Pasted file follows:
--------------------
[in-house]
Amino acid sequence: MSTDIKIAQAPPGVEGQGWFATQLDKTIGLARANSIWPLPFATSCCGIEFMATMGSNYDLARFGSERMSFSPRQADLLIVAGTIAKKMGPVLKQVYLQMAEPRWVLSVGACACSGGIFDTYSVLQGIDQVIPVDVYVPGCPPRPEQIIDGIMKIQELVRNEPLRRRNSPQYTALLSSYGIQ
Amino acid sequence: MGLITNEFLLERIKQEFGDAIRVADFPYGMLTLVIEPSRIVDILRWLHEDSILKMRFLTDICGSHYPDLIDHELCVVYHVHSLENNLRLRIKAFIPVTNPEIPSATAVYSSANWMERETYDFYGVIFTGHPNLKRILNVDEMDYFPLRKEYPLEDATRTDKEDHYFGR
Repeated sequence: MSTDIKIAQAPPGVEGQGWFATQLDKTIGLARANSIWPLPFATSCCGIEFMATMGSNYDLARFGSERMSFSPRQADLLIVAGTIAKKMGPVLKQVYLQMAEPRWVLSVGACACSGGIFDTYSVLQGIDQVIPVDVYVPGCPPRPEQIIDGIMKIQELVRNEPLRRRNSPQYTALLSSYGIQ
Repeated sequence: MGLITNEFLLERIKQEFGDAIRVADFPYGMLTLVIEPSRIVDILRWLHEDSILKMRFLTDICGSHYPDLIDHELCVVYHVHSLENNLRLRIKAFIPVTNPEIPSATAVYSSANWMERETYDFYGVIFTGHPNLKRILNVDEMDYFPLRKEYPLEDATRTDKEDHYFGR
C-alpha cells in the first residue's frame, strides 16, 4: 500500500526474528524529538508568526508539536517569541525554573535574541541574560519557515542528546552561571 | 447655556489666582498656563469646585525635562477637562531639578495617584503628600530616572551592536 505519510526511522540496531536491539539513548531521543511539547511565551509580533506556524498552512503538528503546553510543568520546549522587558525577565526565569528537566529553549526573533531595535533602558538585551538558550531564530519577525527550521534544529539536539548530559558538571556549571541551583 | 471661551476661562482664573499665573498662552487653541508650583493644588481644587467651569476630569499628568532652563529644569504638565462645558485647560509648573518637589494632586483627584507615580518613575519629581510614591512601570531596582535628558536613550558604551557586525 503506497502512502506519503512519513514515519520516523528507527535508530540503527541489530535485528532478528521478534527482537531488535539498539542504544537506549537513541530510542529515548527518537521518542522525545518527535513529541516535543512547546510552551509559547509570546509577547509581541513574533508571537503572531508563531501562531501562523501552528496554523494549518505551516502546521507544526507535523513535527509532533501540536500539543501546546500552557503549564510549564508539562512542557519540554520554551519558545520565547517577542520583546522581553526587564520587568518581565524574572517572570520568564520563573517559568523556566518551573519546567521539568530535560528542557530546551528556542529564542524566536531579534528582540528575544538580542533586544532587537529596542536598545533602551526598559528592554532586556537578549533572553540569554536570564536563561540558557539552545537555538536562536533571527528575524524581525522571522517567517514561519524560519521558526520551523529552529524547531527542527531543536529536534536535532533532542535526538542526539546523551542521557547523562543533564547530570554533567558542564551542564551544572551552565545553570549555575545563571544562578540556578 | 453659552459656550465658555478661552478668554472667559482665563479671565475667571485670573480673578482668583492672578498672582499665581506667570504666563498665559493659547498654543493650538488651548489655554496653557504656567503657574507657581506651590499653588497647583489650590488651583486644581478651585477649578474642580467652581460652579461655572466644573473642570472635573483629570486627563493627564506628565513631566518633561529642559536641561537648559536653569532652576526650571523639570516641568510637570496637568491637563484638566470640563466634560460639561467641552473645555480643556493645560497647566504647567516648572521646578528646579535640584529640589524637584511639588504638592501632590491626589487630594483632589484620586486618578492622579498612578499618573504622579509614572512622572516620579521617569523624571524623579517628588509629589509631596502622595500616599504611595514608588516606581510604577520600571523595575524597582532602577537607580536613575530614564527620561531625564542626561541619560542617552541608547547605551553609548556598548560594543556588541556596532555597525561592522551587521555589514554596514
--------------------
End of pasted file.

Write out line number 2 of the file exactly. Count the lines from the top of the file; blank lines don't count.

Amino acid sequence: MSTDIKIAQAPPGVEGQGWFATQLDKTIGLARANSIWPLPFATSCCGIEFMATMGSNYDLARFGSERMSFSPRQADLLIVAGTIAKKMGPVLKQVYLQMAEPRWVLSVGACACSGGIFDTYSVLQGIDQVIPVDVYVPGCPPRPEQIIDGIMKIQELVRNEPLRRRNSPQYTALLSSYGIQ